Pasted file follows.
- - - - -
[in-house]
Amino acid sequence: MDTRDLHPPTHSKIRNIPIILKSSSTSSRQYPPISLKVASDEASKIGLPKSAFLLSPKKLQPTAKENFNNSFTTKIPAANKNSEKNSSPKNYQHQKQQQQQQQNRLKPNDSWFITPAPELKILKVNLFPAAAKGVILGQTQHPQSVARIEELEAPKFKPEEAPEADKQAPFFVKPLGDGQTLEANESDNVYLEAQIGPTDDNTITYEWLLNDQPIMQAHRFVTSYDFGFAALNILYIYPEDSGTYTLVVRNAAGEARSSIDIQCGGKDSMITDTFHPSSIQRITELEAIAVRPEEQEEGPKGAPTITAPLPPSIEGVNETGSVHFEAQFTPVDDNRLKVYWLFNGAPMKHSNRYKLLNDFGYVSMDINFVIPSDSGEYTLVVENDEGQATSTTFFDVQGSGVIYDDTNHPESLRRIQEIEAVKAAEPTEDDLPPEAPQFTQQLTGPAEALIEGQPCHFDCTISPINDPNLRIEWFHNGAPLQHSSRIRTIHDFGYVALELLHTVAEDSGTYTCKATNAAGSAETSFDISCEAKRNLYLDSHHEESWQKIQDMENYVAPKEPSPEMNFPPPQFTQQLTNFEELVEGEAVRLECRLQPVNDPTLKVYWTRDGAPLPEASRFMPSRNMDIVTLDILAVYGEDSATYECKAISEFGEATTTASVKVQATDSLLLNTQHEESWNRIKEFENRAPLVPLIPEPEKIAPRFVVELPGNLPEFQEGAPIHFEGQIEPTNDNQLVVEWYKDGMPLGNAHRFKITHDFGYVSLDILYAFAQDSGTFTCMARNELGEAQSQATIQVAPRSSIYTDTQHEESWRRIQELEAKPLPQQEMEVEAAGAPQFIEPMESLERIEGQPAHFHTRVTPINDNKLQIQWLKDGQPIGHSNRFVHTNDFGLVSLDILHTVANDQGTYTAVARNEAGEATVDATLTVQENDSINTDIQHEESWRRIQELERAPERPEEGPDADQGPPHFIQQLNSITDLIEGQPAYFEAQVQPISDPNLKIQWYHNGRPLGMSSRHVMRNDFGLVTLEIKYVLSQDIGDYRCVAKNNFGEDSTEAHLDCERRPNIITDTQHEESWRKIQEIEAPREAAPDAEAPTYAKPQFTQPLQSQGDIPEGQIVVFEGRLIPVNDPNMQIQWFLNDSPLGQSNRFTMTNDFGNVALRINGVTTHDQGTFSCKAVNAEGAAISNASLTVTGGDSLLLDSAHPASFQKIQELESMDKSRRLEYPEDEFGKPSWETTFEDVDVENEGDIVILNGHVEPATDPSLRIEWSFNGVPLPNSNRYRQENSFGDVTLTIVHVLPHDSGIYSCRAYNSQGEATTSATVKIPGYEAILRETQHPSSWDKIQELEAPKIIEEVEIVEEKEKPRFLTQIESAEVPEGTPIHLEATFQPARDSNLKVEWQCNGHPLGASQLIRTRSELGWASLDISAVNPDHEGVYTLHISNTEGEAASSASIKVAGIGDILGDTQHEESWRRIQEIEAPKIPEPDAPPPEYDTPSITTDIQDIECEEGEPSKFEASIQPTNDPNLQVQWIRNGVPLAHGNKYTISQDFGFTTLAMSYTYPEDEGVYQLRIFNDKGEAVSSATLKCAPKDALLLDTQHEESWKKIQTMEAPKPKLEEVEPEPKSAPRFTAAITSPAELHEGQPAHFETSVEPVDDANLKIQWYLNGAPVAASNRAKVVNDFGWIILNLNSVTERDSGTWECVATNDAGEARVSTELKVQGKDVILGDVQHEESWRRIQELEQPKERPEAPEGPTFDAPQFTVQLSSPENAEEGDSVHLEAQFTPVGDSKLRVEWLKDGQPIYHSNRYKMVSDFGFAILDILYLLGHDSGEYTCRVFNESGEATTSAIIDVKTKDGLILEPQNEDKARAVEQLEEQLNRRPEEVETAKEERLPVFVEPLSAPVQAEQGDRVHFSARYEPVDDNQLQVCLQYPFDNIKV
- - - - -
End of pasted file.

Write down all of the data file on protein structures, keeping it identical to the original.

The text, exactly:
[in-house]
Amino acid sequence: MDTRDLHPPTHSKIRNIPIILKSSSTSSRQYPPISLKVASDEASKIGLPKSAFLLSPKKLQPTAKENFNNSFTTKIPAANKNSEKNSSPKNYQHQKQQQQQQQNRLKPNDSWFITPAPELKILKVNLFPAAAKGVILGQTQHPQSVARIEELEAPKFKPEEAPEADKQAPFFVKPLGDGQTLEANESDNVYLEAQIGPTDDNTITYEWLLNDQPIMQAHRFVTSYDFGFAALNILYIYPEDSGTYTLVVRNAAGEARSSIDIQCGGKDSMITDTFHPSSIQRITELEAIAVRPEEQEEGPKGAPTITAPLPPSIEGVNETGSVHFEAQFTPVDDNRLKVYWLFNGAPMKHSNRYKLLNDFGYVSMDINFVIPSDSGEYTLVVENDEGQATSTTFFDVQGSGVIYDDTNHPESLRRIQEIEAVKAAEPTEDDLPPEAPQFTQQLTGPAEALIEGQPCHFDCTISPINDPNLRIEWFHNGAPLQHSSRIRTIHDFGYVALELLHTVAEDSGTYTCKATNAAGSAETSFDISCEAKRNLYLDSHHEESWQKIQDMENYVAPKEPSPEMNFPPPQFTQQLTNFEELVEGEAVRLECRLQPVNDPTLKVYWTRDGAPLPEASRFMPSRNMDIVTLDILAVYGEDSATYECKAISEFGEATTTASVKVQATDSLLLNTQHEESWNRIKEFENRAPLVPLIPEPEKIAPRFVVELPGNLPEFQEGAPIHFEGQIEPTNDNQLVVEWYKDGMPLGNAHRFKITHDFGYVSLDILYAFAQDSGTFTCMARNELGEAQSQATIQVAPRSSIYTDTQHEESWRRIQELEAKPLPQQEMEVEAAGAPQFIEPMESLERIEGQPAHFHTRVTPINDNKLQIQWLKDGQPIGHSNRFVHTNDFGLVSLDILHTVANDQGTYTAVARNEAGEATVDATLTVQENDSINTDIQHEESWRRIQELERAPERPEEGPDADQGPPHFIQQLNSITDLIEGQPAYFEAQVQPISDPNLKIQWYHNGRPLGMSSRHVMRNDFGLVTLEIKYVLSQDIGDYRCVAKNNFGEDSTEAHLDCERRPNIITDTQHEESWRKIQEIEAPREAAPDAEAPTYAKPQFTQPLQSQGDIPEGQIVVFEGRLIPVNDPNMQIQWFLNDSPLGQSNRFTMTNDFGNVALRINGVTTHDQGTFSCKAVNAEGAAISNASLTVTGGDSLLLDSAHPASFQKIQELESMDKSRRLEYPEDEFGKPSWETTFEDVDVENEGDIVILNGHVEPATDPSLRIEWSFNGVPLPNSNRYRQENSFGDVTLTIVHVLPHDSGIYSCRAYNSQGEATTSATVKIPGYEAILRETQHPSSWDKIQELEAPKIIEEVEIVEEKEKPRFLTQIESAEVPEGTPIHLEATFQPARDSNLKVEWQCNGHPLGASQLIRTRSELGWASLDISAVNPDHEGVYTLHISNTEGEAASSASIKVAGIGDILGDTQHEESWRRIQEIEAPKIPEPDAPPPEYDTPSITTDIQDIECEEGEPSKFEASIQPTNDPNLQVQWIRNGVPLAHGNKYTISQDFGFTTLAMSYTYPEDEGVYQLRIFNDKGEAVSSATLKCAPKDALLLDTQHEESWKKIQTMEAPKPKLEEVEPEPKSAPRFTAAITSPAELHEGQPAHFETSVEPVDDANLKIQWYLNGAPVAASNRAKVVNDFGWIILNLNSVTERDSGTWECVATNDAGEARVSTELKVQGKDVILGDVQHEESWRRIQELEQPKERPEAPEGPTFDAPQFTVQLSSPENAEEGDSVHLEAQFTPVGDSKLRVEWLKDGQPIYHSNRYKMVSDFGFAILDILYLLGHDSGEYTCRVFNESGEATTSAIIDVKTKDGLILEPQNEDKARAVEQLEEQLNRRPEEVETAKEERLPVFVEPLSAPVQAEQGDRVHFSARYEPVDDNQLQVCLQYPFDNIKV